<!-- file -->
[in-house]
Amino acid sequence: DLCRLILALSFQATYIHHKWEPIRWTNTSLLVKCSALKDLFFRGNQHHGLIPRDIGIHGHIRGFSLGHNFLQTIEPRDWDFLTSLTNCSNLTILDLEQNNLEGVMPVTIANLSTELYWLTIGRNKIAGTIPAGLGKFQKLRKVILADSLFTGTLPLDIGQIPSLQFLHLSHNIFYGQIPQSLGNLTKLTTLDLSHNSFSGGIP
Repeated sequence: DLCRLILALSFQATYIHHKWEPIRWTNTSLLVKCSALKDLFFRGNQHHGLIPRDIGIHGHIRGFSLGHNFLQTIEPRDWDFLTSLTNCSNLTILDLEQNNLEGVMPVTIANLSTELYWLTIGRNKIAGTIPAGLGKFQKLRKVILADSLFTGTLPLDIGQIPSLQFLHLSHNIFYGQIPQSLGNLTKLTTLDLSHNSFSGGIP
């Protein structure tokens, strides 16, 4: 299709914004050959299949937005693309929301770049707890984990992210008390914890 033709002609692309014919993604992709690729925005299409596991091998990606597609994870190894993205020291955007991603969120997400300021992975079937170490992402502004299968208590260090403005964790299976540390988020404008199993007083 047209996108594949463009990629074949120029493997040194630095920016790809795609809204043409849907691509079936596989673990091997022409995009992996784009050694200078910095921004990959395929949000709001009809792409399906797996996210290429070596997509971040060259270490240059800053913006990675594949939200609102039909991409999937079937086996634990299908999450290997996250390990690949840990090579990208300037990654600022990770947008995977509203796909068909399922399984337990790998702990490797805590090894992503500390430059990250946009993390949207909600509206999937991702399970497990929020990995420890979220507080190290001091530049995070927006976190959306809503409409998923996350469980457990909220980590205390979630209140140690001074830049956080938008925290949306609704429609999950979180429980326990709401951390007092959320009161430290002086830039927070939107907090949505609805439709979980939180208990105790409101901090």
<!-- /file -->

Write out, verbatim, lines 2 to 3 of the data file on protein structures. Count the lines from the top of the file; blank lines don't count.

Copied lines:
Amino acid sequence: DLCRLILALSFQATYIHHKWEPIRWTNTSLLVKCSALKDLFFRGNQHHGLIPRDIGIHGHIRGFSLGHNFLQTIEPRDWDFLTSLTNCSNLTILDLEQNNLEGVMPVTIANLSTELYWLTIGRNKIAGTIPAGLGKFQKLRKVILADSLFTGTLPLDIGQIPSLQFLHLSHNIFYGQIPQSLGNLTKLTTLDLSHNSFSGGIP
Repeated sequence: DLCRLILALSFQATYIHHKWEPIRWTNTSLLVKCSALKDLFFRGNQHHGLIPRDIGIHGHIRGFSLGHNFLQTIEPRDWDFLTSLTNCSNLTILDLEQNNLEGVMPVTIANLSTELYWLTIGRNKIAGTIPAGLGKFQKLRKVILADSLFTGTLPLDIGQIPSLQFLHLSHNIFYGQIPQSLGNLTKLTTLDLSHNSFSGGIP